I saw this in my Social Problems class, when we were discussing race and ethnicity. The use of "nigger" was used an excessive amount of time, surely to get the point across, however I just found it annoying. A bit long, but informational and midley entertaining. I would recommend renting this on NetFlixs rather than purchasing the movie. Good for a college classroom because it leads to good conversation among students.
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on April 5, 2009
The Almighty N word. Never before has a simple connection of letters carried such an immense variation in meaning, context, or effect. This is an interesting investigation of the most controversial taboo word ever conjoured up. Over the course of the past two decades, it has lost much of its raw biting power.

You can credit much of that to the immortal gangsta rap group N.W.A. In the early 90's, their liberal use of the word partially redefined its context, turning it from a negative term to a positive one.

Actually the N word might have began to lose its edge a few years prior to that, courtesy of Comedic God Richard Pryor. His frequent use of the word caused a vast wave of reactions.

Today the N word is prevalent in music and movies, and its offensive nature has been diluted. It's been transformed more into a word of affection. BUT, it still carries a long history of racism and deragotory usage that is not easy to disregard.

All of this is discussed thoroughly in this documentary. Hear Chris Rock, Samuel Jackson, George Carlin, Ice Cube, Michael Rappaport, Whoppi Goldberg and other celebrities give their take. You might be surprised by some of their opinions.

I think the bottom line is this--the N word still carries power. No overusage of the word will totally seperate it from its earlier attachment to racism, slavery, and inferiority. Even though social gaps will continue to disintegrate as ignorance and hatred get flushed away, its harsh deragotory roots are not easily disregarded.

This DVD is an excellent conversation starter.
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on March 3, 2013
Okaaay folks, I will start the discussion with this. The N-Word is an American Concept For Reality--no more and no less than GOD, as god, or MOTHER, for motherhood and so on with our concepts like: FREE, EQUAL and the PURSUIT OF HAPPINESS.

I am one from the African American Lineage who have decided years ago to step out of ''ethnic boxes'' before I die and join in the greatest value system in my midst--and that be---Mainstream America-- where American values and concepts for truth and being are born. But in order to participate in all that I must first be an American--fully-fledged and fully-engaged. It works best if I'm not fixated and limited to a 'ethnicity'.

THE N-WORD WAS CREATED IN OUR COUNTRY--it goes into the epic and period known as THE ERA OF RACISM & RACIST VALUES. Most of us know that now--so why is the n-word still a part of our reality aside from the fact it has made some people millions of dollars--but then--the word "whutz-up" has been used in billion-dollar campaigns, as well. But still the smell and feel of that pungent word still sticks to our consciousness and being. TO BE AN AMERICAN is to accept the fact that the n-word will be blight on your consciousness. It cuts deep into our American souls but this period is the first time the AfricanAmerican-lineage males are using it freely to make money, to curse at America, and feel its power and its blight. THIS, I SAY, IS A NORMAL DEVELOPMENT.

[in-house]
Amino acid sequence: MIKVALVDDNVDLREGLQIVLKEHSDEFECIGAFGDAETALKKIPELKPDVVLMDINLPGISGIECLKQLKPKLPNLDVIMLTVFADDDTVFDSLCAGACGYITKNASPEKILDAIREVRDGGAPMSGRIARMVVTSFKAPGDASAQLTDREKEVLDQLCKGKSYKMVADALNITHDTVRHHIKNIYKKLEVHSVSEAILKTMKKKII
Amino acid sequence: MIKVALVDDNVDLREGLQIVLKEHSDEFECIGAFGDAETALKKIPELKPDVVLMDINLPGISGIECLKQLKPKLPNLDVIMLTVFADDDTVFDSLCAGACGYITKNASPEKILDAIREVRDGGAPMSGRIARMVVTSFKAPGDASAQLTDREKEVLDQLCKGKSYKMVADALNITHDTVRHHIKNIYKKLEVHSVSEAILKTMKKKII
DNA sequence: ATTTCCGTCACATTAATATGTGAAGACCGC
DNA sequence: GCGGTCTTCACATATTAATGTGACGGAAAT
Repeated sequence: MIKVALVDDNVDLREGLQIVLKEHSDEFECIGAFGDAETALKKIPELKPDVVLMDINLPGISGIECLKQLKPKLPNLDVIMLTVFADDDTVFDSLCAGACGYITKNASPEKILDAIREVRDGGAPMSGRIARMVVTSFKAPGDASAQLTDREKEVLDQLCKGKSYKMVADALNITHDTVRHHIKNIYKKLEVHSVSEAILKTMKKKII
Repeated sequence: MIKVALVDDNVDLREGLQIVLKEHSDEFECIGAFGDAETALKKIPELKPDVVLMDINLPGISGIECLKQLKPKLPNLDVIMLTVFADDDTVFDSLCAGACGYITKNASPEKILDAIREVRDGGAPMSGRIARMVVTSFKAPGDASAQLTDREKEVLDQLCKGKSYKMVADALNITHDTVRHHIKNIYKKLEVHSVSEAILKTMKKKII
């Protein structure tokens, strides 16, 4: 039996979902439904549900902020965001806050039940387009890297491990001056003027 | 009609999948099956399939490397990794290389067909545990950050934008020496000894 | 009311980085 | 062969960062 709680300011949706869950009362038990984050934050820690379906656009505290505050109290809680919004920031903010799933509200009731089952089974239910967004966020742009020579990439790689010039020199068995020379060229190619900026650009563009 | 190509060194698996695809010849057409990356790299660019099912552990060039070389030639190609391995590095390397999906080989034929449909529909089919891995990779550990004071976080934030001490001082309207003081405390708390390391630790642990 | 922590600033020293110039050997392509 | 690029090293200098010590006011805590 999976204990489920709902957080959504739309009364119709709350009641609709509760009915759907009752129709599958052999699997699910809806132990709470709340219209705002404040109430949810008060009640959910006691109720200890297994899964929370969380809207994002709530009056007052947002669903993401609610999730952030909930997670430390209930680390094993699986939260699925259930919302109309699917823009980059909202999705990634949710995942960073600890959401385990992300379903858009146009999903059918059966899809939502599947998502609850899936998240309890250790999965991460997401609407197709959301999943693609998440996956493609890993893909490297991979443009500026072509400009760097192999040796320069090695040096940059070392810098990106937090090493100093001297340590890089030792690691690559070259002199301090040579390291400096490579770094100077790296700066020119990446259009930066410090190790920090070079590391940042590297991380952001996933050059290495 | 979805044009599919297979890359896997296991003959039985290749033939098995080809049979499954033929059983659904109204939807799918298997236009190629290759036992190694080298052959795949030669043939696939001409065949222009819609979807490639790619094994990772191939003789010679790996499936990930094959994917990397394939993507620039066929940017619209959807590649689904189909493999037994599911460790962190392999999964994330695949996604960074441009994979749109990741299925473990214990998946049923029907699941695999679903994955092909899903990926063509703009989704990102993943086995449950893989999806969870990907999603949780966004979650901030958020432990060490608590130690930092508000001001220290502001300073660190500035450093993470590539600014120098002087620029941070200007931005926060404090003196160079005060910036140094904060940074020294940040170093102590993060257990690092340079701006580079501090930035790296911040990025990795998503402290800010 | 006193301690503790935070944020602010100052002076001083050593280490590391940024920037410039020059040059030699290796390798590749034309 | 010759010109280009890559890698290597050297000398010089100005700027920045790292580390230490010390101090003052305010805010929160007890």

Basically it goes like this folks--You Can't Rape People's Souls For Centuries and when you get tired of doing it you want to get up and go on without them ever saying a word about it. The N-Word is still in the heart and souls of every officer who stops a Black Man Walking.

But my last comment on this word is this: THERE IS NOW A FULL-BLOWN CULTURE IN U.S. CITIES that finds the depth of the meaning of the N-word somehow "sexy" and "powerful" and "loving" and "connective"--somewhat like an "ethnicity" that connects one to the other and there is no shame in these people's proclaimation for this identity--and all of them are NOT dark-hued. They come in all hues and incomes and backgrounds. They just like the feel of being the N-word.
---Margaret Opine
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on February 7, 2008
Good idea to hear people trying to justify this vile term. It's a shame that so many just don't get it. There can never be anything positive about this word. And one of the subjects, after doing all he can to make the term seem harmless, has to admit that if a white person called him that he would feel some kind of way. In the words of Spike Lee 'WAKE UP!'
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on March 13, 2006
The film immediately bought me into a new and unique way to look at the profound and divisive effects of just one word. The film helped me to experience a set of painful feelings that I had previously not shared. The broad number of people saying the N word in such various context was a very creative way to help outsiders become insiders to the feelings caused by that word. Congratulations to the writer and director!